If such transformations caused pangs in the heart, the mobile, fluctuating city also presented Baudelaire a succession of varied, fleeting moments, each to be savored or suffered in its passage from nonexistence to oblivion. This capacity for experience was enlarged by the thronging cityscape. “Multitude and solitude: identical terms, and interchangeable by the active and fertile poet.” Baudelaire’s prose poem “Loss of a Halo” records the liberation we experience when we momentarily step out of our identity. “Well, just now as I was crossing the boulevard in a great hurry, splashing through the mud in the midst of a seething chaos…I gave a sudden start and my halo slipped off my head and fell into the mire of the macadam…Every cloud has a silver lining. I can now go about incognito, be as low as I please and indulge in debauch like ordinary mortals.”
Baudelaire identified himself with the refined urbane dandies and that quintessential metropolitan type, the flâneur, the walker who wanders the city streets without haste or aim. The flâneur has strolled through city literature ever since. Decades after Baudelaire, the German philosopher Walter Benjamin, that great student of nineteenth-century Paris, could epitomize the strict indiscipline of flânerie: “Not to find one’s way in a city may well be uninteresting and banal. It requires ignorance—nothing more. But to lose oneself in a city—as one loses oneself in a forest—that calls for quite a different schooling.” It is a particular and poignant form of freedom to walk a vibrant urban quarter without aim and with openness to all, unobserved, invisible, or more precisely, caught in the shifting, kinetic exchange of sights and sensations that Jane Jacobs evoked so memorably in The Death and Life of Great American Cities. This play of visibility and invisibility makes up the fine-grained texture of urban life. It is easy for a city lover to celebrate the dance, even when one is attuned to the moral and emotional ambivalences that have provided the urban soundscape with its keynote.
Ultimately, however, the flâneur’s enjoyment is not really so far removed from the masters of the city who have always tried to control what gets seen and what remains unseen. After all, this sidewalk explorer moves in and out of the light at will. Wandering the streets and slumming are most fun when a hot shower and a comfortable bed await the urban spelunker at the end of the evening. What a contrast to the dread and embitterment of an unchosen invisibility.
Night View of Saruwaka Street, by Ando Hiroshige, 1856.
Shadowed by the glowing monuments of the Acropolis spread ancient Athens’ labyrinth of dusty alleys and mean hovels. Away from the palazzi of Renaissance Venice’s Grand Canal lay the Jewish ghetto. Behind the elegant shop-lined boulevards leading out of the Exchange District of nineteenth-century Manchester festered the “misery and grime” that Friedrich Engels called the “complement” of wealth. Every successful story of gentrification in our contemporary cities is also a story of displacement and banishment. Engels’ The Condition of the Working Class in England in 1844 tried to make the unseen seen by leading his reader behind those facades. Similar aspirations impelled Eugène Sue’s ten-volume The Mysteries of Paris (1842–43); the writings and activism of Jane Addams and other Progressive Era reformers; Ralph Ellison’s Invisible Man (1952); George Orwell’s Down and Out in Paris and London (1933); Jacob Riis’ photographs and descriptions of New York slums in How the Other Half Lives (1890); and many other such works right up to contemporary urbanists like Mike Davis, Sharon Zukin, and David Harvey. And of course, the people consigned to the margins have made themselves heard and seen, in art, literature, and music, in politics, and in spontaneous, sometimes riotous actions. Decades of political activism and cultural sensitization have perhaps made it somewhat more difficult to look right through another person. Still, even if the processes that decide who and what should be visible and what should not in the cities of Europe and North America have become more subtle with the passage of time, they continue to be exercises of power that not only shape the look of our cities but also determine the social reality of urban life.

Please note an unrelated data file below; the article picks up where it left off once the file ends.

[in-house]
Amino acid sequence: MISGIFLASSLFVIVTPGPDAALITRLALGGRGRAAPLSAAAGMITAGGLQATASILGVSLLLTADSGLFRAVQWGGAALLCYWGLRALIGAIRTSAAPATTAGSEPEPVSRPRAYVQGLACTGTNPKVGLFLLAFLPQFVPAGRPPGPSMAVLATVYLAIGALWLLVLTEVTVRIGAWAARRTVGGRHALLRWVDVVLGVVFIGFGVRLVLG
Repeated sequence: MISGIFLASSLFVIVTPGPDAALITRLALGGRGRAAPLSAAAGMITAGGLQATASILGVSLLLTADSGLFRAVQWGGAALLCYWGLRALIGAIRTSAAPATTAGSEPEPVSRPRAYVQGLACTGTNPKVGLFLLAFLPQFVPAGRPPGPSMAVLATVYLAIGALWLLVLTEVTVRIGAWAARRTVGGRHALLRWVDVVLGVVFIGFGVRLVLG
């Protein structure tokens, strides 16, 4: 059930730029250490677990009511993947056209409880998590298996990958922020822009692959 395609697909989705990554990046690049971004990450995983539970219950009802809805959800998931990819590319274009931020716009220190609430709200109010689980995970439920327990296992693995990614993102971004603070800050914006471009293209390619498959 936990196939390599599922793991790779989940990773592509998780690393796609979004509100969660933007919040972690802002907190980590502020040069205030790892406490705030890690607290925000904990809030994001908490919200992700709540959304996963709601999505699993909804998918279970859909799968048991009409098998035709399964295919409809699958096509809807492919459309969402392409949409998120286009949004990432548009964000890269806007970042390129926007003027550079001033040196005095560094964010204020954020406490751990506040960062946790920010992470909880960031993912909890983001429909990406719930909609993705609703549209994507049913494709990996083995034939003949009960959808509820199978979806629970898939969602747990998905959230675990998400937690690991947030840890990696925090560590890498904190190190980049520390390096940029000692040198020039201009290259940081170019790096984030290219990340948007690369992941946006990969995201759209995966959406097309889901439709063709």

The city seen from on high, its unruliness tidied by distance, its mobility captured in a frieze, its impact on all five senses reduced to disembodied vision, will always be different from the city we view in the street, amid people, among buildings. Many a Hollywood movie begins with a sweeping aerial shot of the city, but to tell the story the camera descends to the ground, where we live and see and know the flickering ambivalence of city life, with its warmth and fright, loneliness and comfort. This is ultimately the conundrum that the city of Irene poses for Marco Polo. Like the task of getting the camera’s focus right, it is in the end a matter of optics. We periodically need the view from the plateau, if only for the moments of clarity it affords, but it is not Irene we have to work and fight for. Rather, our concern should be with the choreography of our daily ballet, down here on the streets, with everyone all the time.